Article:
It seems surreal to finally be reflecting back on this long, dramatic, emotional, but also incredibly inspiring journey. Over the years I was told time and time again that her career with me was most likely over. You’d think I would have had plenty of time to get used to this idea of her retirement by now, but in all honesty that is almost what makes it so much harder to believe. In a way she has overcome the odds so many times that I have come to think of her as bulletproof. So I sit here pondering this experience we shared and can feel nothing but extreme gratitude for this exceptional mare.
I write this as a thank you to my friend Phyllis for all that she’s done for me, and also to share my against-the-odds Cinderella story with anyone who relates to the underdog.
I met Phyllis when I was just 18 and she was 3. I still can’t put into words what drew me to her initially but something between us just clicked. She was quite feral and at best half broke when she first came to the farm. At that point I was mildly successful as a young rider with a few seasons of experience at Prelim and a couple of Intermediate starts. I fell in love with Phyllis immediately. Although standoffish, for some reason she let me in much more than anyone else. I was her person, and I couldn’t get her out of my head. I tried desperately to buy her but at that point I was broke and heading to college.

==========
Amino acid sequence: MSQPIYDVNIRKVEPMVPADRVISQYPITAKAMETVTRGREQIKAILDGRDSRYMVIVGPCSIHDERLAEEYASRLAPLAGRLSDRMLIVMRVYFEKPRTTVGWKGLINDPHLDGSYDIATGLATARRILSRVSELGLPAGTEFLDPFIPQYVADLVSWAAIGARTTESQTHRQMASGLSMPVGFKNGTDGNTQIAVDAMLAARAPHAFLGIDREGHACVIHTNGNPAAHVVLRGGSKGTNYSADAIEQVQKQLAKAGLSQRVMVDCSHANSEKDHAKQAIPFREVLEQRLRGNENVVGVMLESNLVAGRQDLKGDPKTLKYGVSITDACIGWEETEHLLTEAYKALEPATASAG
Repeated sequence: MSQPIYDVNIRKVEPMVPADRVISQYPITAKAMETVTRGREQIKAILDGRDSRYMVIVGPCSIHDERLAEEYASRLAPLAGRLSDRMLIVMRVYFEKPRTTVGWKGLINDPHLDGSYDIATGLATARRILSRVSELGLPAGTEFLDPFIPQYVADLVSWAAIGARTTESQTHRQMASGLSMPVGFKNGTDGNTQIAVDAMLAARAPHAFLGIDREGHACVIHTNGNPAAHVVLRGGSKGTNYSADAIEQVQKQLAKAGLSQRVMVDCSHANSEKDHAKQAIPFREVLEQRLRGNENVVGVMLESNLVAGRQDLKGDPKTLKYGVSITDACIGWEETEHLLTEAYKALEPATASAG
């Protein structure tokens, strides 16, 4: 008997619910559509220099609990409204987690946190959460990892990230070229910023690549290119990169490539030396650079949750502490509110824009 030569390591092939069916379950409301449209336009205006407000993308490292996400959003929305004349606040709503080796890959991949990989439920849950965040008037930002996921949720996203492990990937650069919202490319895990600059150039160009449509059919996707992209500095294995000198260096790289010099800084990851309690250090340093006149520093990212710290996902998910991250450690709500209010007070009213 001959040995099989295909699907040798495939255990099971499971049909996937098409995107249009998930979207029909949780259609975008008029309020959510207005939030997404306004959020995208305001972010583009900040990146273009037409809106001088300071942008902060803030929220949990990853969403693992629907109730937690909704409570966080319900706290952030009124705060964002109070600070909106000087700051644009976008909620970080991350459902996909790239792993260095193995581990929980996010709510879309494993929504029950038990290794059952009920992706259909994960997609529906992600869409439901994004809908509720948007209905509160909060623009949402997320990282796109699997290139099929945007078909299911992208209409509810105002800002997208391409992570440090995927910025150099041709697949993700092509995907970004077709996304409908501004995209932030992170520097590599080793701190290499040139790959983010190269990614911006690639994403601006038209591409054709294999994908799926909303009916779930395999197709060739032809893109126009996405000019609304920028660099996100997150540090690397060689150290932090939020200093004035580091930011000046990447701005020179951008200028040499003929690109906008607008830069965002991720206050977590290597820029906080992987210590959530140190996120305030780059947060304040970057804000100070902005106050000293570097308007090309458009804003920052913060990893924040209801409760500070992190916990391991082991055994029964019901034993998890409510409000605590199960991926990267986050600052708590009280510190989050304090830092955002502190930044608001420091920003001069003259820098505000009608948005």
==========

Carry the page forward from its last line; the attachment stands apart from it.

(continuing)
Fast forward a few years and fate would bring her back to me. I received a call asking if I wanted Phyllis as a rehab project. Her previous owners were given a diagnosis of severe kissing spine with a prognosis of lower level eventing with a fair amount of maintenance as a best case scenario. A few weeks later Phyllis and I were reunited.
In that first year it all seemed too easy. She rehabbed beautifully. I was competing her by late spring. She never missed a beat. After two Trainings she moved up and made her Prelim debut. She quickly qualified for the preliminary AECs and won her division out of 40 horses. She was incredible. Despite her greenness and my mistakes she was competitive with some of the nicest horses ridden by some of the best riders in the country. The following season she moved up to Intermediate and yet again made it look like a walk in the park. By the end of 2010 she had a full season of Intermediate experience and closed out the year by winning the Midsouth CCI*. The sky was the limit.